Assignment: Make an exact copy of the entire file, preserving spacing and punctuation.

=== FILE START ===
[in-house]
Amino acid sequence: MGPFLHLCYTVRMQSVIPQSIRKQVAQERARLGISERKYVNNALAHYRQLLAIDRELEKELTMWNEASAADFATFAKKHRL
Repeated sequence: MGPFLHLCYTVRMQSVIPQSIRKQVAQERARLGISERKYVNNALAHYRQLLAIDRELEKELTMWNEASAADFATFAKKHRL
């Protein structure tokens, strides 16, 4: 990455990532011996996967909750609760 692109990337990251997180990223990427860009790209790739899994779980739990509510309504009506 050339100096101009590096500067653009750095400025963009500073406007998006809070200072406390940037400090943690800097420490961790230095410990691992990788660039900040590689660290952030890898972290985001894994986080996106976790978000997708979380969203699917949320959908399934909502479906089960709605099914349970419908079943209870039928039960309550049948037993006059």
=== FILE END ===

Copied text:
[in-house]
Amino acid sequence: MGPFLHLCYTVRMQSVIPQSIRKQVAQERARLGISERKYVNNALAHYRQLLAIDRELEKELTMWNEASAADFATFAKKHRL
Repeated sequence: MGPFLHLCYTVRMQSVIPQSIRKQVAQERARLGISERKYVNNALAHYRQLLAIDRELEKELTMWNEASAADFATFAKKHRL
């Protein structure tokens, strides 16, 4: 990455990532011996996967909750609760 692109990337990251997180990223990427860009790209790739899994779980739990509510309504009506 050339100096101009590096500067653009750095400025963009500073406007998006809070200072406390940037400090943690800097420490961790230095410990691992990788660039900040590689660290952030890898972290985001894994986080996106976790978000997708979380969203699917949320959908399934909502479906089960709605099914349970419908079943209870039928039960309550049948037993006059």